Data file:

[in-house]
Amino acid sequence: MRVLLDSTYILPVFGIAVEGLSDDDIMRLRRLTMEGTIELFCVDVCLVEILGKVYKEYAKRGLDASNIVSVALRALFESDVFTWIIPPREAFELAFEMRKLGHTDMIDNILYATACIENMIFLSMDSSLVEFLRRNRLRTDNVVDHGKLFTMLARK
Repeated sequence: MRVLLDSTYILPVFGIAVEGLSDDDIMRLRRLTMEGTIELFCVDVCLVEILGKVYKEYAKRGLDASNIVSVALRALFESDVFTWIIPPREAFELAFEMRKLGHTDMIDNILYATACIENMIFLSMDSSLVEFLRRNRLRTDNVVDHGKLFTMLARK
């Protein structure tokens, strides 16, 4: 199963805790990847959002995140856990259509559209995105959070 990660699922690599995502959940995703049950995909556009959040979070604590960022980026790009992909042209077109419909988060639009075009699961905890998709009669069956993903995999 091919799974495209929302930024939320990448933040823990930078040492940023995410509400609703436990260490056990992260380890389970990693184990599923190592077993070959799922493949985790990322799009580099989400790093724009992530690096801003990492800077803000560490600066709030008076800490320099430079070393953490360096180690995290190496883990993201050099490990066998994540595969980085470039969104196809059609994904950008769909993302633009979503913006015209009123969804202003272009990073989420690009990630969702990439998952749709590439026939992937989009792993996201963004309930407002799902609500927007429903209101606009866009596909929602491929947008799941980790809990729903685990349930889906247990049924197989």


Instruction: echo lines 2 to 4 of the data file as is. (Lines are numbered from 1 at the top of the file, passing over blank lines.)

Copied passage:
Amino acid sequence: MRVLLDSTYILPVFGIAVEGLSDDDIMRLRRLTMEGTIELFCVDVCLVEILGKVYKEYAKRGLDASNIVSVALRALFESDVFTWIIPPREAFELAFEMRKLGHTDMIDNILYATACIENMIFLSMDSSLVEFLRRNRLRTDNVVDHGKLFTMLARK
Repeated sequence: MRVLLDSTYILPVFGIAVEGLSDDDIMRLRRLTMEGTIELFCVDVCLVEILGKVYKEYAKRGLDASNIVSVALRALFESDVFTWIIPPREAFELAFEMRKLGHTDMIDNILYATACIENMIFLSMDSSLVEFLRRNRLRTDNVVDHGKLFTMLARK
């Protein structure tokens, strides 16, 4: 199963805790990847959002995140856990259509559209995105959070 990660699922690599995502959940995703049950995909556009959040979070604590960022980026790009992909042209077109419909988060639009075009699961905890998709009669069956993903995999 091919799974495209929302930024939320990448933040823990930078040492940023995410509400609703436990260490056990992260380890389970990693184990599923190592077993070959799922493949985790990322799009580099989400790093724009992530690096801003990492800077803000560490600066709030008076800490320099430079070393953490360096180690995290190496883990993201050099490990066998994540595969980085470039969104196809059609994904950008769909993302633009979503913006015209009123969804202003272009990073989420690009990630969702990439998952749709590439026939992937989009792993996201963004309930407002799902609500927007429903209101606009866009596909929602491929947008799941980790809990729903685990349930889906247990049924197989």